With the holidays upon us, many who don’t usually entertain are now gearing up for guests. This recipe is absolutely delicious and sure to please a crowd.
Pork is a popular choice for feeding a crowd, often in the form of a ham. I prefer to serve loin or tenderloin because it is easier to carve and isn’t so incredibly packed with sodium. Do read the packaging when you choose your meat though — most grocery store butchers sell a selection of loins that have already been seasoned or are treated with a sodium solution to help them “retain moisture”. With this recipe you don’t want that added seasoning and you won’t have to worry about the pork drying out because the tasty crust locks the moisture in.
Tenderloin is my favorite cut to use for this recipe. It it normally well trimmed of excess fat, and all you may need to do is remove the silver skin. If you end up with two very narrow pieces of meat, you can press them together when you add the breading and treat it like one, larger piece of pork. Or, if you prefer, you can cook them separately, crusting each (and adjusting the cook time to reflect the narrower diameter); then you can serve your guests smaller, medallion size pieces.
If you end up using a pork loin instead, it is a far more economical cut of pork. Trim away excess fat and silver skin before marinading. Often much of the fat can be easily pulled from the exterior. Be sure that the loin you buy is boneless if you opt to go this route.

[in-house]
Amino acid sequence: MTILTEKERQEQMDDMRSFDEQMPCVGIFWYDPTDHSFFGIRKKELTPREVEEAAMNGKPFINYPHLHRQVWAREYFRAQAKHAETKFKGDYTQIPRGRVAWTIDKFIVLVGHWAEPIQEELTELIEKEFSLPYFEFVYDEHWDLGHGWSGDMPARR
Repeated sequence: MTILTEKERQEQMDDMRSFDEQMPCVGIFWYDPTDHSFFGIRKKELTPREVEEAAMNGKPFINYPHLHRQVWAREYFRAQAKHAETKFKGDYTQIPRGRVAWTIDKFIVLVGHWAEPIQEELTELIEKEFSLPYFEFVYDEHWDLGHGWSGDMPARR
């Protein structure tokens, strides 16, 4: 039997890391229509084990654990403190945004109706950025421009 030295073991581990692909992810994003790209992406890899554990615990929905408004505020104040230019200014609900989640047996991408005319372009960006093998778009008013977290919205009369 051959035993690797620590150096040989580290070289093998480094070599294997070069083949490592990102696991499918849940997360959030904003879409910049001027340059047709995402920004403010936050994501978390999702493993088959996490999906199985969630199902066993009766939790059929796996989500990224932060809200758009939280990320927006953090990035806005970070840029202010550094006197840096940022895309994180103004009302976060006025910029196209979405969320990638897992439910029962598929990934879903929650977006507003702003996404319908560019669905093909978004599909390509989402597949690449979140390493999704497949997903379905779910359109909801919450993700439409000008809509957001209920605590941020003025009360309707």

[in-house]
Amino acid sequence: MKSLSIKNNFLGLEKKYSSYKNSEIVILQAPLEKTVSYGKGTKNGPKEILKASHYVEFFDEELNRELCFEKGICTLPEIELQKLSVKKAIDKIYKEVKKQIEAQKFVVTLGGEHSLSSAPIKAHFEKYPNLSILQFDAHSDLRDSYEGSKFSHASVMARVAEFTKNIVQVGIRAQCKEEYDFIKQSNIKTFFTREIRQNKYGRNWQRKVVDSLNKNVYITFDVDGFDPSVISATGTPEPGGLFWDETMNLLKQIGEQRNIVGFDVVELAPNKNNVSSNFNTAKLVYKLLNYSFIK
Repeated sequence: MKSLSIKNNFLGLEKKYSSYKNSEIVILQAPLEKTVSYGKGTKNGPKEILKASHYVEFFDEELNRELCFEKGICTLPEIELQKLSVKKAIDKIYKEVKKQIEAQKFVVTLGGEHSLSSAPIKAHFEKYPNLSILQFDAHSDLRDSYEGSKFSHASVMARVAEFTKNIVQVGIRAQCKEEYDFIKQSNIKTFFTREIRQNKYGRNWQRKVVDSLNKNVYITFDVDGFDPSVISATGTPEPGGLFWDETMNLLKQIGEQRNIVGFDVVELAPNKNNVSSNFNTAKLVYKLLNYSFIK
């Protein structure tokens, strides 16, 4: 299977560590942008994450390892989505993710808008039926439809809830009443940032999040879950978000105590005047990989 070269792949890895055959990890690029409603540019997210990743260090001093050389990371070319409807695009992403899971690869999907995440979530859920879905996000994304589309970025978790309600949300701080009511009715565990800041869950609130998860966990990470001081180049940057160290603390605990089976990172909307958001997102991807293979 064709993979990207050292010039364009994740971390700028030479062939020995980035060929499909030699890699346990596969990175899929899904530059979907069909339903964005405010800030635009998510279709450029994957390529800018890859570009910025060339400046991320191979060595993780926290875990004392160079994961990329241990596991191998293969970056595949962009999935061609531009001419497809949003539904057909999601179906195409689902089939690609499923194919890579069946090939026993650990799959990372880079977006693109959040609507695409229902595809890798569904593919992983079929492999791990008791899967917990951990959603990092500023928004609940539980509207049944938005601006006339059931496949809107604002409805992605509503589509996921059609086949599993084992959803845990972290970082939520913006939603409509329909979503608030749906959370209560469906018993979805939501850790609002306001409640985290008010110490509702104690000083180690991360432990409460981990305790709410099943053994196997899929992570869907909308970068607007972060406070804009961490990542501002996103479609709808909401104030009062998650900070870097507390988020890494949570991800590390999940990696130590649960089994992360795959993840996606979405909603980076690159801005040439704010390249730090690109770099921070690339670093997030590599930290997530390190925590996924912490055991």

Though the official USDA recommended temperature has changed through the years, the National Pork Board now states that at 145°F pork is done (unless the meat has been ground). This recent decree is a much lower temperature than what we were taught in the past but the pork we have available now is more lean and dries out more easily,. It is wonderful that the USDA is finally condoning what many chefs have advocated for years. This handy chart can be helpful in determining how long to best cook each cut of pork.
When shopping for the sauce ingredients, be sure to get plain prepared horseradish or make your own. You do not want to make this with the “cream style” horseradish that is easy to confuse with this. For the preserves, it would be best to make your own during the height of the peach harvest; but if you don’t have a jar or two tucked away, choose the chunkiest- fruitiest jar you can find. If fresh peaches aren’t in season, you can use frozen or re-constitute some dried apricots and add them to the recipe.